The way The Hand of Death’s skull throne gleams.
Tellith hands tightened on the steering wheel, and each mile saw them clench tighter. He imaged the citadel above ground; what had been a grain elevator and shining silver bins would be blasted open, the last of the stored corn spread on the ground like intestines. The other building would be burnt shells, frames of twisted metal, charred wood, the garage peeled back sheet metal with rows of ruined cars whose owners would never see them again. The office building would be a smoldering wreck, the space-age silver door, previously hidden in the back room among sacks of seed, now exposed.
But would there be an army? Had the Hand of Death attacked alone? Was he still there?
Tellith cursed at his lack of information. Better safe than sorry, he pulled over to the side of the road and got out. He could see the hulk of the grain buns in the distance, maybe a half hour walk f he hurried, faster than a mortal could go.
If only I was a wind walker. I could be there and back out before anyone even noticed.
Gladys echoed in his head. “Who wants to be a wind walker? What’s the good of running fast when no one else can? I spend all my time waiting on everyone to catch up. But you – a phantom – you can sneak around, listen in on conversations, find out secrets. And don’t tell me you don’t do that!”
Except he didn’t. It hadn’t occurred to him, and even after she’d suggested it, it felt wrong. He’d eavesdropped enough in his life to know that you never heard anything good that way.
Thank God I’m not a mind reader.
He stopped long enough to dig through his trunk for a weapon – he hadn’t planned on trouble, so all his Guild issued hardware was still in the citadel. With nothing else, he settled for the tire iron, promising himself held grab the first discarded battle axe he could find.
He started out on the road. Moving closer and closer to citadel and the ruined grain elevator that hid it – except as he got closer he didn’t see much destruction. He could smell the smoke, though, heavy and laced with burning flesh. The attack was forty-eight hours ago, so why was it still burning, unless everyone really was dead. But then why hadn’t the humans-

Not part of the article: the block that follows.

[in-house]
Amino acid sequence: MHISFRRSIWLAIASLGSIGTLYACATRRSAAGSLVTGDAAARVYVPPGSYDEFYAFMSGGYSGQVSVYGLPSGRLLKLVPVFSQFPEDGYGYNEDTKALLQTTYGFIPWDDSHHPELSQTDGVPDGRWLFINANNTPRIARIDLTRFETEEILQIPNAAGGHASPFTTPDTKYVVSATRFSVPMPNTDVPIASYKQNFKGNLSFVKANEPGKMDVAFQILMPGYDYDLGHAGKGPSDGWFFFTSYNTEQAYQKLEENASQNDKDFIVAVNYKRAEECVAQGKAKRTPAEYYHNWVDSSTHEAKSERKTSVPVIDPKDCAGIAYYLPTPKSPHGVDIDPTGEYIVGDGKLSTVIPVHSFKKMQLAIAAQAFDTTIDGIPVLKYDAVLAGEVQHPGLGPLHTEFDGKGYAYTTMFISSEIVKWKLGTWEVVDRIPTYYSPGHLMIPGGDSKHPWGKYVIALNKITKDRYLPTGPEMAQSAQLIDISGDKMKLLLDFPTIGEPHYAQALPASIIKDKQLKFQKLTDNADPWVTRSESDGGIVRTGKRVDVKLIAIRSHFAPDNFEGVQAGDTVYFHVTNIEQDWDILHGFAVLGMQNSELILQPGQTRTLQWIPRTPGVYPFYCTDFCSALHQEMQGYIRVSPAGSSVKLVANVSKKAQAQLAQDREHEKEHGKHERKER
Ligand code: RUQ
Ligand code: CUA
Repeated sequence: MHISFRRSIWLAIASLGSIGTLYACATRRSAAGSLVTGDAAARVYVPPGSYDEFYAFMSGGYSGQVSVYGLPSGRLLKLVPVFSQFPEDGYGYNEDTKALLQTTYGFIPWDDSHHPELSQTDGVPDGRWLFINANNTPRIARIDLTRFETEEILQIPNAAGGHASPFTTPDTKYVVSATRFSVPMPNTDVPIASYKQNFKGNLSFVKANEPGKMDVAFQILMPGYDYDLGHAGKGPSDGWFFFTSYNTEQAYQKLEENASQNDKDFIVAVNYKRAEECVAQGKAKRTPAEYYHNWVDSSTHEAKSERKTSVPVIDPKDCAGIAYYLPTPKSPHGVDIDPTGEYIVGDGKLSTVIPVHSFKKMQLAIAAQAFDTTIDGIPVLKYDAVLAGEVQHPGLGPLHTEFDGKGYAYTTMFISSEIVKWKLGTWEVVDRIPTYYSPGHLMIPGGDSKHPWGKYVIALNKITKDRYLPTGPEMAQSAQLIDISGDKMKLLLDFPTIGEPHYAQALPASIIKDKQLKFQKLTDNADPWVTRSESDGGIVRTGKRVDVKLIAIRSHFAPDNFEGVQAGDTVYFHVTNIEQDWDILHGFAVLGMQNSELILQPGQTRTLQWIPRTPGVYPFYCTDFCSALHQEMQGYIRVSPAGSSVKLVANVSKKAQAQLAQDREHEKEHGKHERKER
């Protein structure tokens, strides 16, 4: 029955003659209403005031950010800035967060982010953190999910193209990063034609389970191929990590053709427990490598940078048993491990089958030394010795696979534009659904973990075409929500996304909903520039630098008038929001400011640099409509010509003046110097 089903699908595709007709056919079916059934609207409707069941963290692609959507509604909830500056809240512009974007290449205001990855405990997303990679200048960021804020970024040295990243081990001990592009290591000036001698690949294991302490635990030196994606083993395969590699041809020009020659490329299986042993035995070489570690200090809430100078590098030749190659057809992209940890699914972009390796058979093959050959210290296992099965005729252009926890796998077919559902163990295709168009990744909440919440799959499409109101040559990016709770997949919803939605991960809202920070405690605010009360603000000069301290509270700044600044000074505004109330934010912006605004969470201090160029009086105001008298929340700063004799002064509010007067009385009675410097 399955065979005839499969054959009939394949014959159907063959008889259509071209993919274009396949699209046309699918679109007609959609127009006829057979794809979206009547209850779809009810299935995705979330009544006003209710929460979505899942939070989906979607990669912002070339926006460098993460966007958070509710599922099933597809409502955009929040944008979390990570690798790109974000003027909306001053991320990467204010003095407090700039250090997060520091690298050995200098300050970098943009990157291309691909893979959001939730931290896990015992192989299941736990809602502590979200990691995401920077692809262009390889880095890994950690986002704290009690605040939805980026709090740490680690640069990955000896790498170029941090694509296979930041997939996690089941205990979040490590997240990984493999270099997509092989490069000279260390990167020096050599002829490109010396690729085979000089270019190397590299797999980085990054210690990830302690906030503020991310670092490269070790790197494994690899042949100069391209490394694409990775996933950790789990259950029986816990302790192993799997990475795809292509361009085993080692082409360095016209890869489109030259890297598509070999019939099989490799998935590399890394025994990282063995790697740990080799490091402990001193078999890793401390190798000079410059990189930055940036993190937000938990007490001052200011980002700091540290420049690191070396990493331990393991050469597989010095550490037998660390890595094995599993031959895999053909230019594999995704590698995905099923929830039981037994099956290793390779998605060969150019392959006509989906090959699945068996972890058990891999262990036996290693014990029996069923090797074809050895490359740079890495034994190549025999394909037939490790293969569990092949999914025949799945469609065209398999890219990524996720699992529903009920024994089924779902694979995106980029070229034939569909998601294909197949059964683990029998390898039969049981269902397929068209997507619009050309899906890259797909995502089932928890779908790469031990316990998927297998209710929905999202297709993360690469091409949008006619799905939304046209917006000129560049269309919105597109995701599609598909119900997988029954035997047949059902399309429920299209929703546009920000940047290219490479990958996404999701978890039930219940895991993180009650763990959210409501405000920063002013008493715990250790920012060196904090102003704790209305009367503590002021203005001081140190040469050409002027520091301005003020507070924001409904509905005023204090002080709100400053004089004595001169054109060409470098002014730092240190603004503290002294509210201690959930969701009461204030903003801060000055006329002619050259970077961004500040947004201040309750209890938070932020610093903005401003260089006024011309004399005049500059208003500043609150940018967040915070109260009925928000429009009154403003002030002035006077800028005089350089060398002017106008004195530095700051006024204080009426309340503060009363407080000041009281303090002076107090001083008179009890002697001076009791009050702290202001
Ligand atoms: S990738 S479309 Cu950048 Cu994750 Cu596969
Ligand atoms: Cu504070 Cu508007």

He stopped in his tracks and groaned. He hadn’t thought about them. The grain elevator and office was manned by humans in the daytime. Though the vampires liked to pretend that the mortals didn’t know what lurked beneath. He knew for a fact that they did. Maybe not the specifics, but they were aware that someone hid in the deep. How else could anyone explain the garage of expensive sports cars? What they thought those someones were – whether rich recluses or genuine monsters – Tellith wasn’t sure, but they certainly knew they were there.
So what would happen when those humans had come to work the next morning to find the buildings burning and the towering bins – okay, the bins looked fine, but the buildings were surely destroyed. The vampire army would have had to hide underground by then. Even the Hand of Death couldn’t brave the sun.
Or could he? They said ancient vampires could take surprising amounts of sunlight. How old was he? Tellith knew that Malick was the Hand’s master, and Malick was definitely ancient. A couple thousand years at least. It made sense that the Hand of Death would be at least a thousand, maybe older. It would explain what made him so strong…
Tellith’s imagination pulled up the ruined buildings, the smoldering ground, bathed in the red light of dawn. Humans stood around, confused. One pulled out a phone, dialed 9-1-1. A low rumble started under their feet, like an earthquake in the bowels of hell. It grew louder and louder, until the Hand of Death blasted through the naked, exposed silver door.
The humans screamed, ran, but the vampire grabbed them, tore through them with his gangs, gorging on their blood. He threw their empty casks aside with a howl of unhuman rage, muscles gleaming in the morning sun, body streaked in crimson…
And then what? When the humans didn’t come home that night, did their family come looking for them? Police? Firemen? Had the Hand of death killed all of them, or had he left? If so, had those humans found the silver door? Had they crept down the stairs to find the carnage inside?
Tellith’s head swam with the horrible possibilities, with all the laws such a scenario broke. That humans might discover them, their existence…it went against the edict handed out by Munich, by the ancients who ruled all vampire-kind. By their command it was the responsibility of every vampire – more-so the Executioners and guards – to cover up the evidence of vampire/human interactions.
But who’s going to cover this up?
And when no one hid the truth, who would the ancient vampires in Munich punish? Tellith swallowed hard. Would they blame him? He was a greater guard, after all, and they’d want a scape goat, someone to blame and make an example of.
Maybe I should just go back to Bray’s.
Except…Except he’d promised Roger he’d come bury their bodies.
No longer sire who to fear – the Hand of Death, his army, the humans, or Munich – Tellith tightened his grip on the tire iron and started walking again. He moved towards the edge of the road, and finally moved to the ditch. He could see the looming towers, the rest of the complex surrounded by trees. The yard lights were all blazing like usual, but that didn’t mean much.